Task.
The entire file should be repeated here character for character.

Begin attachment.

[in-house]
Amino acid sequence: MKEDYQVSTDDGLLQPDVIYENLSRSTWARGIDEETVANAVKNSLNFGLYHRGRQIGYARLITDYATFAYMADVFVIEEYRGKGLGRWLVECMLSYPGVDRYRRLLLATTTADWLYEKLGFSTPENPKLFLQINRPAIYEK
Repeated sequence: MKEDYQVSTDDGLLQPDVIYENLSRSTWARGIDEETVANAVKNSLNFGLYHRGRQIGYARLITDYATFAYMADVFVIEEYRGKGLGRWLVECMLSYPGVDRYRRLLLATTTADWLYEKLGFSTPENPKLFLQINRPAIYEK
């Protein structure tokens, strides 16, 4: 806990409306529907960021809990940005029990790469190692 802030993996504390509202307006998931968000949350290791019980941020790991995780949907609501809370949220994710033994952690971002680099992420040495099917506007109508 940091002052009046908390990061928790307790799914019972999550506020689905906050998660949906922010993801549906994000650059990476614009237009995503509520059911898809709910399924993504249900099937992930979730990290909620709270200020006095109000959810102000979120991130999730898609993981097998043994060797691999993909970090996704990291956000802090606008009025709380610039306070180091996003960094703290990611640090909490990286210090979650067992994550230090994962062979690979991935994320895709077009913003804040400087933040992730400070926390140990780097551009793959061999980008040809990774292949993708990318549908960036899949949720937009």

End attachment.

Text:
[in-house]
Amino acid sequence: MKEDYQVSTDDGLLQPDVIYENLSRSTWARGIDEETVANAVKNSLNFGLYHRGRQIGYARLITDYATFAYMADVFVIEEYRGKGLGRWLVECMLSYPGVDRYRRLLLATTTADWLYEKLGFSTPENPKLFLQINRPAIYEK
Repeated sequence: MKEDYQVSTDDGLLQPDVIYENLSRSTWARGIDEETVANAVKNSLNFGLYHRGRQIGYARLITDYATFAYMADVFVIEEYRGKGLGRWLVECMLSYPGVDRYRRLLLATTTADWLYEKLGFSTPENPKLFLQINRPAIYEK
């Protein structure tokens, strides 16, 4: 806990409306529907960021809990940005029990790469190692 802030993996504390509202307006998931968000949350290791019980941020790991995780949907609501809370949220994710033994952690971002680099992420040495099917506007109508 940091002052009046908390990061928790307790799914019972999550506020689905906050998660949906922010993801549906994000650059990476614009237009995503509520059911898809709910399924993504249900099937992930979730990290909620709270200020006095109000959810102000979120991130999730898609993981097998043994060797691999993909970090996704990291956000802090606008009025709380610039306070180091996003960094703290990611640090909490990286210090979650067992994550230090994962062979690979991935994320895709077009913003804040400087933040992730400070926390140990780097551009793959061999980008040809990774292949993708990318549908960036899949949720937009």